Effects of pH/acidity in dry beans yogurts during refrigerated storage: Results are displayed in Table 1. The pH of yogurt is an important attribute to its quality, such as taste, mouth-feel and curd formation. It may also be responsible for some of its health benefits, such as maintaining a healthy GI tract. The pH is also an indication of probiotics' survival and viability. With the exception GB yogurt, which saw a significant (p<0.01) drop in pH at day 28, results from the present study showed no significant changes in pH among the legume yogurt over the storage period. The factors, surrounding the survival of probiotics include, the overall food matrix, acidity (pH), presence of oxygen, type and amounts of sugars present, water activity and storage temperature1,12-14. However, at the end of fermentation, pH is held in high regards as the most crucial aspect as it relates to the viability of probiotics13 and a desirable characteristic in the modern yogurt industry15.

Effects of refrigerated storage on color change in dry beans yogurts: Table 2 showed the effects of fermentation and storage on color change in dry beans yogurt. Results indicated that cold storage had no significant effect on the lightness (L*) of control (SB) and GB yogurts. On the other hand, KB yogurt was significantly (p<0.05) lighter (L*value) during the first 2 weeks of storage compared to the final 2 weeks of storage (days 21 and 28). Control (SB) yogurt presented significantly (p<0.05) higher L* compared to GB and KB yogurts. Redness (a* value) was significantly (p<0.05) higher in KB yogurt (6.00-7.35) compared to GB (3.30-3.31) and control (SB) yogurt, which indicated no redness. The increase in redness in KB yogurt could be due to the presence of colored compounds such as flavonoids, which are found in larger quantities compared to the other legumes utilized in this study.

Table 1:
Effects of pH/Acidity in dry beans yogurts during refrigerated storage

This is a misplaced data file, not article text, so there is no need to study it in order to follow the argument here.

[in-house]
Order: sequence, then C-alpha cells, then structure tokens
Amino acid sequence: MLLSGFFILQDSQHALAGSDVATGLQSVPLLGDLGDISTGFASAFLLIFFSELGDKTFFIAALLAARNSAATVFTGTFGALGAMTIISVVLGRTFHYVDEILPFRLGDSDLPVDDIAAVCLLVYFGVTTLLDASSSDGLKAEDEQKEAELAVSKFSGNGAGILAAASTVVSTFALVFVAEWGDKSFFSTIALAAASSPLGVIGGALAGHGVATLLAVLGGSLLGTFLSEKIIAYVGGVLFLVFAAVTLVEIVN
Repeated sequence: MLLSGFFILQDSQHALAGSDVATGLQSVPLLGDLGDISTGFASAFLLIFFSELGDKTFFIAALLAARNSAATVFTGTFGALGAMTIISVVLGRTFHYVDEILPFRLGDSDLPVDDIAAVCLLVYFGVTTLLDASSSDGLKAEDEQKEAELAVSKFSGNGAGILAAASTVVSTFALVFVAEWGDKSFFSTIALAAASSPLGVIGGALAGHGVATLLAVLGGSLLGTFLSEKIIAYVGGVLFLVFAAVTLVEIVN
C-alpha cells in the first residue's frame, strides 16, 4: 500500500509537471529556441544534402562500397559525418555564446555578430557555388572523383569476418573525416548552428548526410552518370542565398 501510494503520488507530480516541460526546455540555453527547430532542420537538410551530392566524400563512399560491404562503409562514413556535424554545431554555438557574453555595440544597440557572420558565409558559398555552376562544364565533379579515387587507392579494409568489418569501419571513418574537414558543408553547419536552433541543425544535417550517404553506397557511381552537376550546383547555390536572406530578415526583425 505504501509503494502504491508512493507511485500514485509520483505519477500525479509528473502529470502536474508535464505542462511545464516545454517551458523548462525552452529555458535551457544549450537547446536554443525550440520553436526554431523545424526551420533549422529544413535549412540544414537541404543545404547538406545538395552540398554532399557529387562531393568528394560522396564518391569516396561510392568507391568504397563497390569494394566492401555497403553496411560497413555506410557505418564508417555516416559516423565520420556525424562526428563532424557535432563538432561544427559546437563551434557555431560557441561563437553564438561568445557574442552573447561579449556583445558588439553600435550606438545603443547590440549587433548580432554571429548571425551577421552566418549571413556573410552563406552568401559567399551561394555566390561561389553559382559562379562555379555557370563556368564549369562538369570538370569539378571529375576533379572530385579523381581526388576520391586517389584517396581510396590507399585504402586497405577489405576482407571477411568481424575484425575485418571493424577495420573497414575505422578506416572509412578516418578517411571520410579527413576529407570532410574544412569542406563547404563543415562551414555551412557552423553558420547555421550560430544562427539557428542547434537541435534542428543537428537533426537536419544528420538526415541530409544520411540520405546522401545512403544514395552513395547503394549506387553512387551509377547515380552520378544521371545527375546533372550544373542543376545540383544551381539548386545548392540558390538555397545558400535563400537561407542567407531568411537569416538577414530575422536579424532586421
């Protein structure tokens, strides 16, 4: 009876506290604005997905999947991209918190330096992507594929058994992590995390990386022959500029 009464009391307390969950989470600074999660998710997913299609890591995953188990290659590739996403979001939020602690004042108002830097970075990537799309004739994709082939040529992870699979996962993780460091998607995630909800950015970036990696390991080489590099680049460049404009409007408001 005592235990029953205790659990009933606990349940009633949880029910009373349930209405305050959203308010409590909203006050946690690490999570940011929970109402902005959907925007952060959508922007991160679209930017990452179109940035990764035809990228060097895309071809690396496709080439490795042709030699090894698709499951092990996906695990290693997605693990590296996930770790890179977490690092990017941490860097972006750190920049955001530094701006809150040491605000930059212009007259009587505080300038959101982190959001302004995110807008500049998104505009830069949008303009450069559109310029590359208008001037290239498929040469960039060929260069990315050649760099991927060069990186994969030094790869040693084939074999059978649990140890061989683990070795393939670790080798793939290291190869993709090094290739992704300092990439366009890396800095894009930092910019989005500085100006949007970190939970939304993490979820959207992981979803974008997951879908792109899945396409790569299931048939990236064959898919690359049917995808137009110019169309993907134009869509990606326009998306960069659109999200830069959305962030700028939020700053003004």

Image for - Effect of Cold Storage on the Rheological Characteristics of Dry Beans Yogurt
Values are means±SEM. abValues with different letters in a column indicate statistically significant difference among samples at p<0.05 using Tukey’s studentized range test. SB: Soybeans, KB: Kidney Beans, GB: Garbanzo Beans

Table 2:Effect of refrigerated storage on color change in dry beans yogurts
Image for - Effect of Cold Storage on the Rheological Characteristics of Dry Beans Yogurt
Values are means±SEM. abc values with different letters in a column indicate statistically significant difference within samples and ABC values with different letters in a row indicate statistically significant difference among samples at p<0.05 using Tukey’s Studentized range test, L*: Whiteness to blackness, a*: Redness to greenness and b*: Yellowness to blueness

Table 3:
Effect of refrigerated storage on apparent viscosity (η) (Pa s-1) in dry beans yogurts at 20 rpm
Image for - Effect of Cold Storage on the Rheological Characteristics of Dry Beans Yogurt
Values are means±SEM. abcValues with different letters in a column indicate statistically significant difference within samples and ABCValues with different letters in a row indicate statistically significant difference among samples at p<0.05 using Tukey’s studentized range test

Overall, there was no significant difference in redness (a* value) with storage among the legume yogurts. Yellowness (b* value) was significantly (p<0.05) higher in GB yogurt compared to KB and control (SB) yogurt. The legume yogurts presented no significant change in b* value with storage. The legume yogurts prepared in this study maintained their respective colors from day 1 until day 28, having no significant changes within the groups. As expected, b* values of SB and GB yogurt were statistically similar, this was expected because both soy and garbanzo beans had a yellowish hue prior to processing. Legumes such as GB and KB, although high in other phenolic contents, do not contain those that contribute to bright colors observed with seeds such as navy, pinto and kidney beans (KB). As expected, KB yogurt redness was significantly (p<0.05) higher than both SB and GB yogurt and maintained its color throughout storage. Though many functional foods obtain a consumer market base due to the exceptional health benefits provided, acceptance through appearance such as color remains the most important marketable aspect. Color is one sensory attribute that should remain consistent throughout the shelf life of the product7,16,17.